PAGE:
Copyright Office Extends Anti-Circumvention DMCA Exemptions To All Filmmakers, Not Just Documentarians

from the victory dept

Earlier this year, we wrote a bunch of posts on the Copyright Office’s request for comment on changes needed to the DMCA’s anti-circumvention exemption list. There were lots of interesting submissions, but one that caught my attention was a whole bunch of film association groups, most of them for documentarians, advocating that the anti-circumvention they enjoyed to be able to use clips from other films and content be expanded to include filmmakers generally. This would address the copyright industries’ cynical attempt to route around Fair Use usage by filmmakers by simply locking up their content behind all kinds of DRM that, unless you’re a documentarian, you can’t circumvent. The MPAA, as you would expect, said that allowing for this would kick off “widespread hacking” of all the DVDs on the planet, while all it was really concerned about was the licensing agreements it was able to secure by filmmakers who didn’t want to violate the DMCA to get the Fair Use clips they wanted.

Well, the Copyright Office made its decision and the exemption will now be offered to filmmakers en masse.

Digital Millennium Copyright Act (DMCA) exemptions aren’t just for documentary filmmakers any more. The U.S. Copyright Office and Library of Congress last week broadened a DMCA exception to now allow more filmmakers to circumvent anti-copying technology and rip short video clips for purposes of commentary and criticism.

“This is huge for the independent film industry,” said Michael Donaldson, an attorney who argued for expanding the exemption before the Copyright Office, in a written statement. “The use of fair use material by narrative filmmakers has exponentially increased to the point where expanding the exemption to fiction films was absolutely necessary.”

What this means is that more filmmakers will now be able to simply rip clips from protected DVDs to use in their own creative works, as long as the purpose of the clip is used for parody or to demonstrate biographical or historically significant information. This opens up all kinds of uses, of course, but all of them will still be subject to being truly Fair Use cases. That, of course, is a defense, so you can expect lawsuits to be filed before we settle into some kind of a norm here.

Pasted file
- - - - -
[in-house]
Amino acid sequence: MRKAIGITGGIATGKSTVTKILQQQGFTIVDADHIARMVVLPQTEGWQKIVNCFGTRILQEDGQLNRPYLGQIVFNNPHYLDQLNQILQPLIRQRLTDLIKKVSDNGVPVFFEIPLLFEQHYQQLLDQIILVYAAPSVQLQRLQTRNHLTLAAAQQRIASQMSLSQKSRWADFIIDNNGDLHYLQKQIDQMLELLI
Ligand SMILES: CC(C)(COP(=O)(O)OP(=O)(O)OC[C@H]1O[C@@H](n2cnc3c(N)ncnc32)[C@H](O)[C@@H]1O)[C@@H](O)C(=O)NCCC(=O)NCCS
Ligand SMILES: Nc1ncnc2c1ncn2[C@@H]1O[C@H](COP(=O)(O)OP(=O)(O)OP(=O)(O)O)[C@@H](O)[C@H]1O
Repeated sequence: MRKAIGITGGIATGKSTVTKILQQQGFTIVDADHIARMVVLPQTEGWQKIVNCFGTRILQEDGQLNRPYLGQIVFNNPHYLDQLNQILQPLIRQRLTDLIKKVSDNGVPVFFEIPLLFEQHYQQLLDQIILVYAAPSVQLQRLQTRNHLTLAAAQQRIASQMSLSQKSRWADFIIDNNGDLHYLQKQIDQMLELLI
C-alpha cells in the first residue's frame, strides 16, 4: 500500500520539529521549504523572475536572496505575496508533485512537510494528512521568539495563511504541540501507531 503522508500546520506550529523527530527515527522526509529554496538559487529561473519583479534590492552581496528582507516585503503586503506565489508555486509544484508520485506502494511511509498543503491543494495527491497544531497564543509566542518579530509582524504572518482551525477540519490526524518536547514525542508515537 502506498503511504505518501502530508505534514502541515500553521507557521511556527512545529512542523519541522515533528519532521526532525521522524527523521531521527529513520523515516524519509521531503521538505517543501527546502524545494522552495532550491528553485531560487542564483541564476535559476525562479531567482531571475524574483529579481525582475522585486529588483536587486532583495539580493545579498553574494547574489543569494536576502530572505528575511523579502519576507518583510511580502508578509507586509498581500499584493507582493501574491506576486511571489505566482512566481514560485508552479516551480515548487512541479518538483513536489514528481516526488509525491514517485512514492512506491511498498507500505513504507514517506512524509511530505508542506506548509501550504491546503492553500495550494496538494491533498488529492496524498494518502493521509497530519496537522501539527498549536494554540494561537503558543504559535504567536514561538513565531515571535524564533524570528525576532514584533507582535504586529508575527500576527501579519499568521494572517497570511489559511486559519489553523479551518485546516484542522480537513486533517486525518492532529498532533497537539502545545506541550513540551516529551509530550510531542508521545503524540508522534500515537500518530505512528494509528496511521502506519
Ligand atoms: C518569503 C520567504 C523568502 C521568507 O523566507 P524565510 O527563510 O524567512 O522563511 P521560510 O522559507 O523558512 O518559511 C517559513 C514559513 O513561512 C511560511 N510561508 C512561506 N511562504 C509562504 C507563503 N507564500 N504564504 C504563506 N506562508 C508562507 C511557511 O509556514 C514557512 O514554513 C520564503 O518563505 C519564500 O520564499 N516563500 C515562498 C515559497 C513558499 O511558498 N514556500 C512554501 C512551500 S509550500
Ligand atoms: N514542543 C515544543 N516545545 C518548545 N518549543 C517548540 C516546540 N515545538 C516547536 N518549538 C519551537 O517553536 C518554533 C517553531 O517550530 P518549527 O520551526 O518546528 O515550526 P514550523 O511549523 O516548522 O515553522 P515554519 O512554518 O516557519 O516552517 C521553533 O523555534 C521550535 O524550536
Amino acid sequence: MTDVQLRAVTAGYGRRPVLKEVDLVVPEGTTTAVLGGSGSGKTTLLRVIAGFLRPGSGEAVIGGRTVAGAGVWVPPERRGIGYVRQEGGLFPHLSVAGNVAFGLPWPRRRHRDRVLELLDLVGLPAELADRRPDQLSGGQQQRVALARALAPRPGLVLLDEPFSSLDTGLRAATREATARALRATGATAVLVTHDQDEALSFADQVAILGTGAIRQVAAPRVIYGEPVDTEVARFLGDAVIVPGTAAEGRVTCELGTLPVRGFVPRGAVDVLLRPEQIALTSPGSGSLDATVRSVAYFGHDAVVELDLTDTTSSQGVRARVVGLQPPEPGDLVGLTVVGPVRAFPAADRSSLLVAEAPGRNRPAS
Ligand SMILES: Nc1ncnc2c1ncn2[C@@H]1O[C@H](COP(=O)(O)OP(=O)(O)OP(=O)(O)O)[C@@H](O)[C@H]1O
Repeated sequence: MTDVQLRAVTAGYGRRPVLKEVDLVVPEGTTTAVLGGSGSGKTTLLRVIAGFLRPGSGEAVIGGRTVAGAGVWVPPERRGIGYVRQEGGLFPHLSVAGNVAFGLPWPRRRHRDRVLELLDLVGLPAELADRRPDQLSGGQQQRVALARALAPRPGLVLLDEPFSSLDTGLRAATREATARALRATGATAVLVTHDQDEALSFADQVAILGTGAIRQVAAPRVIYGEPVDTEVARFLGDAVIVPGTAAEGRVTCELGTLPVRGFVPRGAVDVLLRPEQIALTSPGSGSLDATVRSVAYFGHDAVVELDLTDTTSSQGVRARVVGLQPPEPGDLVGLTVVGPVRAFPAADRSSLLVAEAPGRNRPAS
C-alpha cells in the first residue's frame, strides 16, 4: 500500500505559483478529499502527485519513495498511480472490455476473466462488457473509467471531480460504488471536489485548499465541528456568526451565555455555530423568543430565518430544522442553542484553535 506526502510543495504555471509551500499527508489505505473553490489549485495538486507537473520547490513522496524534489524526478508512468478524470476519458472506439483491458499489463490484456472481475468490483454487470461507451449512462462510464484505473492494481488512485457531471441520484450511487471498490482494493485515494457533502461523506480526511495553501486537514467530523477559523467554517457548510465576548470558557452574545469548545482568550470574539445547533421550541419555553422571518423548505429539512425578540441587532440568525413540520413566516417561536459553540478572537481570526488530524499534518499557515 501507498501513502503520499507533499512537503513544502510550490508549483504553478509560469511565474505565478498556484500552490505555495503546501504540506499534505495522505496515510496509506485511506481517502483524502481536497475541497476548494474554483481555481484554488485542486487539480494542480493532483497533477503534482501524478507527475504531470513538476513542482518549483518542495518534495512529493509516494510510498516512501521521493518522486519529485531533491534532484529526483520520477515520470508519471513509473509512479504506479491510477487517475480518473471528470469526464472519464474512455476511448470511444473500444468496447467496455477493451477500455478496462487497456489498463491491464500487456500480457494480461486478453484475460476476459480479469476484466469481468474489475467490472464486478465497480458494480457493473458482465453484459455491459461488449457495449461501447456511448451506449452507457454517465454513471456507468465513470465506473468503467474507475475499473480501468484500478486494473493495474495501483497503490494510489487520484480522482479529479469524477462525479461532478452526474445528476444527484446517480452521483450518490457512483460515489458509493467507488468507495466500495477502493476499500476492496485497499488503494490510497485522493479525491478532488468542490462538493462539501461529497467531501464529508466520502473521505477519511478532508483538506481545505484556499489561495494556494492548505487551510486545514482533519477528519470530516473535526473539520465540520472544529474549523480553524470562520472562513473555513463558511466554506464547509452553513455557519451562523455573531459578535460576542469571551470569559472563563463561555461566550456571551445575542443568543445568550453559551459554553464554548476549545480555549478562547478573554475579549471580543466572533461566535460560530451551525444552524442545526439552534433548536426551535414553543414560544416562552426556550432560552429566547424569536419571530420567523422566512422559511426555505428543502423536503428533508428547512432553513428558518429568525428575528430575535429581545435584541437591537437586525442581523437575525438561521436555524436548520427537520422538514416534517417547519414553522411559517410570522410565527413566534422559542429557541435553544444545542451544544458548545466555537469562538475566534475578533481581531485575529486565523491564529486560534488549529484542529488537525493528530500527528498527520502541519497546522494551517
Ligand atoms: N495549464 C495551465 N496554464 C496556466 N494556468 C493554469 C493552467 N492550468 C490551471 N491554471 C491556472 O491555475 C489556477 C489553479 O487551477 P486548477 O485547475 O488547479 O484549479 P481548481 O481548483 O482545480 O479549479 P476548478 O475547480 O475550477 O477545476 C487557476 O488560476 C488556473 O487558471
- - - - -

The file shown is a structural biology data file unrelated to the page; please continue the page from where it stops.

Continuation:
Still, this is a good decision by the Copyright Office. The idea that the MPAA and others could lock up content that could otherwise be fairly used behind DRM obviously doesn’t comport with the purpose of the law.

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Comments on “Copyright Office Extends Anti-Circumvention DMCA Exemptions To All Filmmakers, Not Just Documentarians”

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40 Comments
Dan Under says:

Speaking of wins for the people...

Hey FCC.

Come and see what a REAL Competition Commission can do!!

“Last year, former NBN Co boss Bill Morrow called for a tax on mobile broadband services, in what was seen as a bid to restrict competition when it launched.

Then Prime Minister Malcolm Turnbull quickly shot down the idea, but the apparent concern by the NBN’s operators has led the ACCC to issue a warning.

“What we must NEVER DO, however, IS seek to restrain others in order to PROTECT THE NBN business model. This would be a disaster for consumers,” Mr Sims said. “

https://www.qt.com.au/news/could-superfast-and-widely-available-5g-be-the-fin/3566586/

PaulT (profile) says:

Re: Re:

You’re taking the result of a case that clarifies the fair use rights of individuals as meaning that the law that protects people from false accusations of acting outside of fair use will be repealed?

At this point, wouldn’t it just be easier on you to deal with reality, rather than addressing the overly complicated and illogical fiction you keep going for? It’s not even good fiction, let alone a useful straw man.

ECA (profile) says:

Re: Always 10+ years too late

the BIG part of all these laws is..
Display and distribution..
which is funny when you got the the store and find Barrels of $3-5 DVD’s..
BUT STILL, there are collections that have ne ver been converted, NOR released..

The word collections is special, as Groups and person have Bought certain films, and this has Nothing to do with those movies..they are in private hands.

Nemo (profile) says:

Big loss for the MPAA, IMO

Instead of being ahead of the game on the legal side, they just went to behind, if my read that this means that circumventing DRM to access Fair Use material has gone from the circumvention of DRM being presumptively verboten until proven valid for FU purposes and done a triple backflip with a Lutz and a double Salchow, and stuck the landing at such activity being presumptively allowed.

Things just got more expensive for the MPAA, as well as more complicated – which also means more expensive. Funny how that works, almost as if someone had employed a business model based on exploiting that very concept.

Hmmmm, I wonder if we’ll ever figure out that conundrum…

Anonymous Coward says:

Despite being “just a defense”, fair use does have a powerful deterrent effect on would-be filers of infringement lawsuits, and at the same time forces fair-users to be careful about how much and for what purpose they copy without license.